271 Delayed Path Coupling and Generating Random Permutations Stochastic Processes * via Distributed
"... We analyze various stochastic processes for generating permutations almost uniformlv at random in distributed and parallel systems. All our protocols are simple, elegant and &e based on performing disjoint transpositions executed in narallel. The challentine: problem of our concern is to Drove t ..."
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We analyze various stochastic processes for generating permutations almost uniformlv at random in distributed and parallel systems. All our protocols are simple, elegant and &e based on performing disjoint transpositions executed in narallel. The challentine: problem of our concern is to Drove that the output confi&%ions in our processes reach Amost uniform probability distribution very rapidly, i.e. in a (low) polylogarithmic time. For the analysis of the aforementioned protocols we develop a novel technique, called delayed path coupling, for proving rapid mixing of Markov chains. Our approach is an extension of the path coupling method of Bubley and Dyer. We apply delayed path coupling to three stochastic processes for generating random permutations. For one
1.1. Problem of Random Permuting
, 1999
"... ABSTRACT: We consider the problem of generating permutations almost uniformly at random in distributed and parallel systems. We propose a simple distributed scheme for permuting at random, which we call distributed mixing, and provide its precise stochastic analysis. Our main result is that distribu ..."
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ABSTRACT: We consider the problem of generating permutations almost uniformly at random in distributed and parallel systems. We propose a simple distributed scheme for permuting at random, which we call distributed mixing, and provide its precise stochastic analysis. Our main result is that distributed mixing needs ��log n � simple pointtopoint communication rounds to generate a permutation almost uniformly at random. We further apply distributed mixing to design very fast parallel algorithms for OCPC and QRQW parallel computers (with runtimes ��log log n � and � � √ log n� � respectively). Our analysis of distributed mixing is based on the analysis of the mixing time of the Markov chain governing the process. The main technical tool developed in the paper is a novel method of analyzing convergence of Markov chains. Our method, called delayed path coupling, is a refinement of the classical coupling technique and the path coupling technique of Bubley and Dyer, and its main, novel feature is the use of possible nonMarkovian coupling. © 2000 John Wiley & Sons, Inc.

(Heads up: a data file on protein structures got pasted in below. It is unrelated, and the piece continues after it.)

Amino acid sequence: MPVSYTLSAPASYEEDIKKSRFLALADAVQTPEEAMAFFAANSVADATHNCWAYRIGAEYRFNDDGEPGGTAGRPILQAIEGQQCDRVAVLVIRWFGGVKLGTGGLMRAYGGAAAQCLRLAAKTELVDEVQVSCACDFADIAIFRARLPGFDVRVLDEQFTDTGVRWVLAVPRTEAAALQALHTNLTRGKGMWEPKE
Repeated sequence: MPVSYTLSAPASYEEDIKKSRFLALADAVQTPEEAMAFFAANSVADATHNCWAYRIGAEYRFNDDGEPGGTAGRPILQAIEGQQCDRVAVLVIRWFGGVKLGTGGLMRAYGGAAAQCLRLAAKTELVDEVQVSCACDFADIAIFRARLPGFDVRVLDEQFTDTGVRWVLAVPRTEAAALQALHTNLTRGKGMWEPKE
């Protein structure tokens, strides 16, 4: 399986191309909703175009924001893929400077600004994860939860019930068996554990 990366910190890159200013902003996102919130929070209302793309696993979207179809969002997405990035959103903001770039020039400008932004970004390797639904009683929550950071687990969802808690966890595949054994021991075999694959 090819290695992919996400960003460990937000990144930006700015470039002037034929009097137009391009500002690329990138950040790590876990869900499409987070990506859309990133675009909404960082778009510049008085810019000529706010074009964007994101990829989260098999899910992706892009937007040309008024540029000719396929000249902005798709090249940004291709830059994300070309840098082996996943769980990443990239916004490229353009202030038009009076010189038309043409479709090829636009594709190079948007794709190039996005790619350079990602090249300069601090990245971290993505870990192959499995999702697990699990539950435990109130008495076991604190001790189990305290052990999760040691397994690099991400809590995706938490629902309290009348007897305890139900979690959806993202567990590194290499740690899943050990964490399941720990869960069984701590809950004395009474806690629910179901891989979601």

Is Your Permutation Algorithm Unbiased for n ̸ = 2 m?
"... Abstract. Many papers on parallel random permutation algorithms assume the input size n to be a power of two and imply that these algorithms can be easily generalized to arbitrary n, e.g., by padding the input array to a power of two. We show that this simplifying assumption is not necessarily corre ..."
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Abstract. Many papers on parallel random permutation algorithms assume the input size n to be a power of two and imply that these algorithms can be easily generalized to arbitrary n, e.g., by padding the input array to a power of two. We show that this simplifying assumption is not necessarily correct since it may result in a bias (i.e., not all possible permutations are generated with equal likelihood). Many of these algorithms are, however, consistent, i.e., iterating them ultimately converges against an unbiased permutation. We prove this convergence along with proving exponential convergence speed. Furthermore, we present an analysis of iterating applied to a butterfly permutation network, which works inplace and is wellsuited for implementation on manycore systems such as GPUs. We also show a method that improves the convergence speed even further and yields a practical implementation of the permutation network on current GPUs.
Sharedmemory parallelism can be simple, . . .
, 2015
"... Parallelism is the key to achieving high performance in computing. However, writing efficient and scalable parallel programs is notoriously difficult, and often requires significant expertise. To address this challenge, it is crucial to provide programmers with highlevel tools to enable them to de ..."
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Parallelism is the key to achieving high performance in computing. However, writing efficient and scalable parallel programs is notoriously difficult, and often requires significant expertise. To address this challenge, it is crucial to provide programmers with highlevel tools to enable them to develop solutions efficiently, and at the same time emphasize the theoretical and practical aspects of algorithm design to allow the solutions developed to run efficiently under all possible settings. This thesis addresses this challenge using a threepronged approach consisting of the design of sharedmemory programming techniques, frameworks, and algorithms for important problems in computing. The thesis provides evidence that with appropriate programming techniques, frameworks, and algorithms, sharedmemory programs can be simple, fast, and scalable, both in theory and in practice. The results developed in this thesis serve to ease the transition into the multicore era. The first part of this thesis introduces tools and techniques for deterministic